More generally, comparisons between Irish republicans and the Palestinians always interest me. Back in the mid-nineties, I did fairly extensive research on the future of the Irish Republican Army and its prospects for transforming, over time, into a primarily political unit (the jury is still out on that one, but hopeful signs exist). At the time, the Palestinians, and the PLO specifically, were considered the hopeful model for such a transformation. Now, very often, I hear commentators reversing the comparison and saying that the Palestinians, albeit PLO splinter-groups such as Hamas, need to emulate the IRA, and the Irish republican movement in general, by clamping down on political violence and making realistic compromises. History can be very cyclical.

Posted by The Mad Hibernian at 05:49 PM | History • | The Mad Hibernian • | War 2002-03 | Comments (0) | TrackBack (0)
June 03, 2003
BASEBALL: The Draft That Time Forgot

It is time again for Major League Baseball’s amateur draft and, as usual, “Baseball America” was on the case, with Tampa Bay selecting high school outfielder Delmon Young, little brother of Dmitri, as the first pick.

Jayson Stark on ESPN.com also wrote an excellent article today about the draft in general and how unnecessarily obscure it is. Stark suggests several changes to the draft process designed to generate greater fan interest, including obtaining live national television coverage, moving the draft to the All-Star break and allowing for the trading of draft picks. All of these seem highly reasonable.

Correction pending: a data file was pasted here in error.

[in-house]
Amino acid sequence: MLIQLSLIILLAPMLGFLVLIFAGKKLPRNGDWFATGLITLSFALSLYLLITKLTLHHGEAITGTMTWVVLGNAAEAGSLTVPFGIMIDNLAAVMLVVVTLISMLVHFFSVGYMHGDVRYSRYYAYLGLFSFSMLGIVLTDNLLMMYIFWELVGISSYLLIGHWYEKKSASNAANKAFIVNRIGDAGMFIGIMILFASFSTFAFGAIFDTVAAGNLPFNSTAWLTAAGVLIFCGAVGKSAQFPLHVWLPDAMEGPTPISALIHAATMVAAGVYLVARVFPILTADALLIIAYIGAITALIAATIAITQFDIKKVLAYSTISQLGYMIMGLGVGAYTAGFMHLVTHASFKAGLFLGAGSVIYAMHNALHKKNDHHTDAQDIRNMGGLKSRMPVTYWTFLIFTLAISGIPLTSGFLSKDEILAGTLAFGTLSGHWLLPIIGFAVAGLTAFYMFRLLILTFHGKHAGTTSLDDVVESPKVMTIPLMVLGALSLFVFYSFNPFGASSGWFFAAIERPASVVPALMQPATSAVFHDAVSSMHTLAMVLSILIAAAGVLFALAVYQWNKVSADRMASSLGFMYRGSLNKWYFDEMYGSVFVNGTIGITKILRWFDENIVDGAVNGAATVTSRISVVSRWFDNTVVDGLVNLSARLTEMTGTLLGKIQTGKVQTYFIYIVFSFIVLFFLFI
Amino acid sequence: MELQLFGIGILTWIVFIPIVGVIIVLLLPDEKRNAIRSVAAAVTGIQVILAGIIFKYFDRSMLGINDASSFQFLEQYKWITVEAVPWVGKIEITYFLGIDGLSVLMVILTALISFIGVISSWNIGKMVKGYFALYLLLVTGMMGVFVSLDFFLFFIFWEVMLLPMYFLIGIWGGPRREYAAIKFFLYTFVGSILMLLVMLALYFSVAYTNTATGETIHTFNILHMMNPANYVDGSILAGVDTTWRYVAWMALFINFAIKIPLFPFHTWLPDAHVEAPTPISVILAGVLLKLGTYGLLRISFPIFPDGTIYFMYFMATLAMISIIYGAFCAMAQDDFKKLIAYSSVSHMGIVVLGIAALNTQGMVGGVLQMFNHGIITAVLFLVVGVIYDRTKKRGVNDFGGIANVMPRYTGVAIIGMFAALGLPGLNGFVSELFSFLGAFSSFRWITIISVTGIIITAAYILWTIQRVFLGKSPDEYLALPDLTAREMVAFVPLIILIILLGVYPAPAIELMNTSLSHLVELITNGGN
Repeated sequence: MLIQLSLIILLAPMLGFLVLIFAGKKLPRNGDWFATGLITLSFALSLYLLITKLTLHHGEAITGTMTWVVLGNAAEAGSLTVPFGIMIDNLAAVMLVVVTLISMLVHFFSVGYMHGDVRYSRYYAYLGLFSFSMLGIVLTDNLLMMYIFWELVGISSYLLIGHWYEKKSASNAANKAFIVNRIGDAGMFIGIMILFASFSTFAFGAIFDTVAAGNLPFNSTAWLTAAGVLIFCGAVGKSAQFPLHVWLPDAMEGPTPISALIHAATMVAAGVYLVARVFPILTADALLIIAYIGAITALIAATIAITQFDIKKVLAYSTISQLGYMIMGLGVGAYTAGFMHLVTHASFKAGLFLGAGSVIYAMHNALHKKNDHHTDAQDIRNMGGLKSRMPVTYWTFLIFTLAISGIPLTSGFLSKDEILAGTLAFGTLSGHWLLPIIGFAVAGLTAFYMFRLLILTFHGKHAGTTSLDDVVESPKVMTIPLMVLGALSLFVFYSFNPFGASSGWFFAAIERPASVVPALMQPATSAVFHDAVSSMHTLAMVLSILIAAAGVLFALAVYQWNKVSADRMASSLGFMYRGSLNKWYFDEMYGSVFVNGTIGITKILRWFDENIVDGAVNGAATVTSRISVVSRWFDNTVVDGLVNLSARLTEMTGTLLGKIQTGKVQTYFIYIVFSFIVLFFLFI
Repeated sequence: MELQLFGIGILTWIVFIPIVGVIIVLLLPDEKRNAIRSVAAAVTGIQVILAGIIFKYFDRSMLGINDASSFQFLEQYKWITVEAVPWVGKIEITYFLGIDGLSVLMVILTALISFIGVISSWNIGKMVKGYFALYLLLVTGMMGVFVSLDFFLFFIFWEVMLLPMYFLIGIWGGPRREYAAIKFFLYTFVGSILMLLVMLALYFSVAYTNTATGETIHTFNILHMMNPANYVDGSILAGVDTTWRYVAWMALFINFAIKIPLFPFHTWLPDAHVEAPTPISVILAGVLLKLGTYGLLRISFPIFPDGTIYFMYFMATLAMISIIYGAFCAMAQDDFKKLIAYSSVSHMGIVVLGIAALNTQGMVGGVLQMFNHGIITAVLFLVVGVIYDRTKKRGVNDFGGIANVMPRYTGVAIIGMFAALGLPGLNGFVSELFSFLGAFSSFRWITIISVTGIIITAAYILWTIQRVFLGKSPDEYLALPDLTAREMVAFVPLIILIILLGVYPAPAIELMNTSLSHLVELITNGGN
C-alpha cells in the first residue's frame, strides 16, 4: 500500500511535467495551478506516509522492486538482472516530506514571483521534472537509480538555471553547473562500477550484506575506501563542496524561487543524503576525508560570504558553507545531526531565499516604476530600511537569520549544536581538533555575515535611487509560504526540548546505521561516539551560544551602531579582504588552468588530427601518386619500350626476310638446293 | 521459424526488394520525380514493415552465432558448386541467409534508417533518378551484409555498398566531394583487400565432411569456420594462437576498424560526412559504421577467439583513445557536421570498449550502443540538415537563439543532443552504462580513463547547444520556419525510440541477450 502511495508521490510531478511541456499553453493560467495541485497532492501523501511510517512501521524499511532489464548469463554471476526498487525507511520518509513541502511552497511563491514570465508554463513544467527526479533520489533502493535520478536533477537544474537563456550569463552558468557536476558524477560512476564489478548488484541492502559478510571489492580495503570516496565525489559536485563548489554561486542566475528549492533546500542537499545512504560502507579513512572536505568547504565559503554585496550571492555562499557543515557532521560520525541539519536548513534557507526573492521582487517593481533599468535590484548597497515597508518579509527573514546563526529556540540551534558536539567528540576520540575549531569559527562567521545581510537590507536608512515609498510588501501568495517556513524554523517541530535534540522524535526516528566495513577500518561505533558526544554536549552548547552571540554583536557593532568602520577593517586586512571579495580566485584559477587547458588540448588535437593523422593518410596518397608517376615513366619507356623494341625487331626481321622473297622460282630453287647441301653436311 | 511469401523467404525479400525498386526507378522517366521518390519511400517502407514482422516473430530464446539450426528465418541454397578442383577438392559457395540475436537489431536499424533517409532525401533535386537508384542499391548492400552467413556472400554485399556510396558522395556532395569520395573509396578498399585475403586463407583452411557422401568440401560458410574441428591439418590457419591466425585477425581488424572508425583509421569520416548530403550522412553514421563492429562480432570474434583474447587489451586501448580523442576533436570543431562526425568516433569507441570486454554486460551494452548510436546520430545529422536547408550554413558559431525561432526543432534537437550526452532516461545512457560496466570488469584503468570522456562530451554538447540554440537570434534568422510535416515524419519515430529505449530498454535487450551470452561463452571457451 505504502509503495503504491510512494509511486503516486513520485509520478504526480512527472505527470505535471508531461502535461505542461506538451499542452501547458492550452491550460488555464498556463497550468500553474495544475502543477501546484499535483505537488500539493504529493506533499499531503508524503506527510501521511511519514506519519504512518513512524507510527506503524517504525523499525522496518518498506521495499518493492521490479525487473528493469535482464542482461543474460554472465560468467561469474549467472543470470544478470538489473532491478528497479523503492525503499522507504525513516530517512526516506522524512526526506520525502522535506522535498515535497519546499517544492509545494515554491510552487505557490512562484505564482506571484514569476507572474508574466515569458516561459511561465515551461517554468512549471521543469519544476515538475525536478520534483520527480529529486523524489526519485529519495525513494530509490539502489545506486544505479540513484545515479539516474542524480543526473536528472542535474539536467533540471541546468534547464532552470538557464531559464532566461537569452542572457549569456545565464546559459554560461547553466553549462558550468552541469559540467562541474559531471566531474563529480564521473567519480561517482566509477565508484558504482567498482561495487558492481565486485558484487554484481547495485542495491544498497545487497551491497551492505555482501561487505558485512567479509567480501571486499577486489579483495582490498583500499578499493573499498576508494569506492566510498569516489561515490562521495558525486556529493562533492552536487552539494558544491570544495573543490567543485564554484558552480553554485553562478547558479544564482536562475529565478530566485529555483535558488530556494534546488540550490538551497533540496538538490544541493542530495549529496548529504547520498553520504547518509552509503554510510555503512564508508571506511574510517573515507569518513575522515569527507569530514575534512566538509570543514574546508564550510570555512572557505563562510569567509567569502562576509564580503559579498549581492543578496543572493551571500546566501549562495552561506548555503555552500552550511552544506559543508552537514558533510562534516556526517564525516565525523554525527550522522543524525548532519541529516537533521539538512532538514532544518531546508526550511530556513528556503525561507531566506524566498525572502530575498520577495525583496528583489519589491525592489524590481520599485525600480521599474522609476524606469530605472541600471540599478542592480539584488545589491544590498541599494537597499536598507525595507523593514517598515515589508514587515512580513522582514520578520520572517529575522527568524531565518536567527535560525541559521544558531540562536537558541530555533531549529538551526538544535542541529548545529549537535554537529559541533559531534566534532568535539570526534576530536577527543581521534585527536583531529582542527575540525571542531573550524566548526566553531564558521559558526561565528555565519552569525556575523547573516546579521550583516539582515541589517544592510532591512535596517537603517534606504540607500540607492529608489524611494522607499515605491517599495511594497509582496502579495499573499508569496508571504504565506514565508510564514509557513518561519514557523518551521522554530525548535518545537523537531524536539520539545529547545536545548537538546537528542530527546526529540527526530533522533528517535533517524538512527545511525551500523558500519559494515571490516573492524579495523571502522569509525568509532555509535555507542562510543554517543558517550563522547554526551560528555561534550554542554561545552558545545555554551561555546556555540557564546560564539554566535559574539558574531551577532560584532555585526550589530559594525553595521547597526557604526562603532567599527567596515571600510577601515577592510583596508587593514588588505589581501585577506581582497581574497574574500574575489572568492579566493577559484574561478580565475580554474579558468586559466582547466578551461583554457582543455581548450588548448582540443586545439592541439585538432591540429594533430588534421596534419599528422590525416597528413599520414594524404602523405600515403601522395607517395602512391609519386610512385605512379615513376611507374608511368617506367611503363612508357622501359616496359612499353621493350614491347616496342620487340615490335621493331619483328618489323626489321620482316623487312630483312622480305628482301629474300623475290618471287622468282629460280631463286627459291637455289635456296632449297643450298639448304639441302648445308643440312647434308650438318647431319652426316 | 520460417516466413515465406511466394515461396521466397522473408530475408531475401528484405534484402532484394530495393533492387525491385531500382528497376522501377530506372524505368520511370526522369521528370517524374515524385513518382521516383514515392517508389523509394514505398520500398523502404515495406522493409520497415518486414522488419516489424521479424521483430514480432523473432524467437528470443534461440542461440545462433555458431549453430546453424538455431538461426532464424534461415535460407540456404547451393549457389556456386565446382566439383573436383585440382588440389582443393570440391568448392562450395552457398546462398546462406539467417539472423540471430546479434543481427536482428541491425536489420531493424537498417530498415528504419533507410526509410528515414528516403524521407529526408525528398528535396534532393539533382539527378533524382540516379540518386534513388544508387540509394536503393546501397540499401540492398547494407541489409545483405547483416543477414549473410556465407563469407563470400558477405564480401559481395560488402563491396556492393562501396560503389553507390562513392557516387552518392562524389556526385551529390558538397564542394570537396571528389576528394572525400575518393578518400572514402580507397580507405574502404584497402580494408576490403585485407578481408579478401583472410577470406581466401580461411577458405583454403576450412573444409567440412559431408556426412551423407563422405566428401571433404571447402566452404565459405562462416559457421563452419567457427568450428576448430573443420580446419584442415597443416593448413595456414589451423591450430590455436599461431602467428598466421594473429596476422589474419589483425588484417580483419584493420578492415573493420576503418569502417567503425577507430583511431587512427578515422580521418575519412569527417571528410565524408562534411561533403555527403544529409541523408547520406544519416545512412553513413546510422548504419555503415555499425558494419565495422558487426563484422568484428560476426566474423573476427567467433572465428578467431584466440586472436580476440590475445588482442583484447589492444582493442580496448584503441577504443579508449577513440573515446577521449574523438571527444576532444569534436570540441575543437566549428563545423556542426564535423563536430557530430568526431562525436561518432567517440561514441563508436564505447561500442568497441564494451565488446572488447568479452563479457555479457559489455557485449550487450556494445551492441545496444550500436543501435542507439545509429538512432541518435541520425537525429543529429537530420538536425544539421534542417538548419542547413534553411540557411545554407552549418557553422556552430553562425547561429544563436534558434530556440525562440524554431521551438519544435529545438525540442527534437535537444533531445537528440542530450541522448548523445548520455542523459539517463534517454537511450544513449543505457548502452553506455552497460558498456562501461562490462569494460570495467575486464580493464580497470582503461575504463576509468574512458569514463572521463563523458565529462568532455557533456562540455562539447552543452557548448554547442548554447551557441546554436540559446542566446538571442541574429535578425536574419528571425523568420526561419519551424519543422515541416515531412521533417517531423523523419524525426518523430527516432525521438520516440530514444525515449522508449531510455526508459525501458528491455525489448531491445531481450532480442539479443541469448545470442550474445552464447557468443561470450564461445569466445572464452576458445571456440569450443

The main reason that the draft deserves more exposure is because of just how important it is to the long-term development of a successful franchise. Sure, even when a team has a good draft, it might produce only two or three eventual major leaguers from its many, many rounds, but the impact of choosing an Alex Rodriguez, Frank Thomas or Roger Clemens instead of a Brien Taylor, Shawn Abner or David Clyde is immeasurable. Just think how different Mets history would’ve been had they chosen Reggie Jackson over Steve Chilcott in 1966.

In the end, Stark’s main point is well-taken: if you want to convince others that your draft is a big deal, a good place to begin is by treating it as one.

Posted by The Mad Hibernian at 06:06 PM | Baseball 2002-03 • | The Mad Hibernian | Comments (0) | TrackBack (0)
BUSINESS/POLITICS: The Rent Control Debate in NYC

Both the Wall Street Journal and the New York Post have been railing of late against the proposed extension of New York City’s antiquated rent control laws and I agree with them. I recognize and am somewhat sympathetic to the sentimental case for trying to help older New Yorkers afford to live in the city in which they may have grown up, but it is a case which needs to be outweighed by the City’s urgent efforts to improve its woeful economy and to encourage people to come to New York.

The astronomical cost of housing in New York City is one of the major disincentives to relatively young, single people (like myself) choosing to live or work in the City. I can certainly understand any city not wanting me in particular to live there, but the demographic in which I fall is one which I would have thought New York would want to target at the moment. Living in New York City will always be expensive, and we should not kid ourselves otherwise, but the high cost should be determined by a free and fair housing market, not gouged upwards by the existence of artificial rent caps on incredibly valuable property. The government should protect against legitimately exploitative practices, of course, but it should avoid creating overly restrictive obstacles to competition.

Rent control laws are inherently antithetical to free market principles and appear to adversely affect New York City's housing quality, pricing and supply. They should be repealed; gradually, if necessary, but immediately, if possible.

Posted by The Mad Hibernian at 05:59 PM | Business • | Politics 2002-03 • | The Mad Hibernian | Comments (3) | TrackBack (0)
May 28, 2003
HISTORY: The Motherland